MLB: NLDS-Atlanta Braves at Los Angeles Dodgers

The Atlanta Braves are no longer a big market club. They don’t operate as they once did, bringing in expensive talents like Gary Sheffield and paying top dollar for talent. Their TV deal lags desperately behind most in terms of revenue, meaning they need to behave more nimbly than the big spending Phillies.

Which is why you sign a player with less than two years of service time to a six-year contract extension. Julio Tehran, like Madison Bumgarner before him, signs a long term deal before he completes his second full season in the big leagues.

While they don’t have the money of their division rivals, the Braves certainly have an eye for talent. They stuck with Tehran even after his prospect stock tumbled in 2012 and he rewarded Atlanta with a great rookie campaign.

The fastball/slider pitcher showed some vulnerability against left-handed batters, something he will need to work on as he establishes himself as a solid #2/3 starter. The increased use of his two-seam fastball and change up was a step in the right direction on this front, creating opportunities for Teheran to drop his slider onto the back foot of tough left-handed batters.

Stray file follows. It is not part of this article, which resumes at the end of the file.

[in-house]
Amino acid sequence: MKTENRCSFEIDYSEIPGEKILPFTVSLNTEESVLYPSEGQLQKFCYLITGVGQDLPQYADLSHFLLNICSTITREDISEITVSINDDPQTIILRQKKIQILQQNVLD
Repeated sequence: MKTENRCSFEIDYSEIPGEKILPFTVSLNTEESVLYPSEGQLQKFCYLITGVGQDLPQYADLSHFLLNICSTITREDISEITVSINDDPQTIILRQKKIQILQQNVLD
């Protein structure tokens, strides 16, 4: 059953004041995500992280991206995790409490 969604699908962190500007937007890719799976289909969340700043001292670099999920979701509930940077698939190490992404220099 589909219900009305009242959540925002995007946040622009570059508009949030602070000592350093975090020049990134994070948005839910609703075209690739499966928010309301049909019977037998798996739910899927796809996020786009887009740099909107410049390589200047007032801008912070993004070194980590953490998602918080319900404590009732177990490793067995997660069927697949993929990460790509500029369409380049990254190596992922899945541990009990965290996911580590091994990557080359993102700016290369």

Pitch usage versus left-handed batters, 2013
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Then again, nothing beats a well-placed fastball. Fastball command makes all the difference, as Teheran did a much better job of getting ahead with his fastball, which normally sits around 92 mph but can get up over 95 when need be.

Even if his ability to retire lefties doesn’t improve markedly, Teheran needs to simply slot in at the back of the rotation to earn his modest* $34 million over the next six seasons.

A $12 million option for a free agent year with a $1MM buyout is a small price to pay for the years of control for a valuable asset. A player with both an attainable ceiling and reasonable floor is something both player and team can be happy about.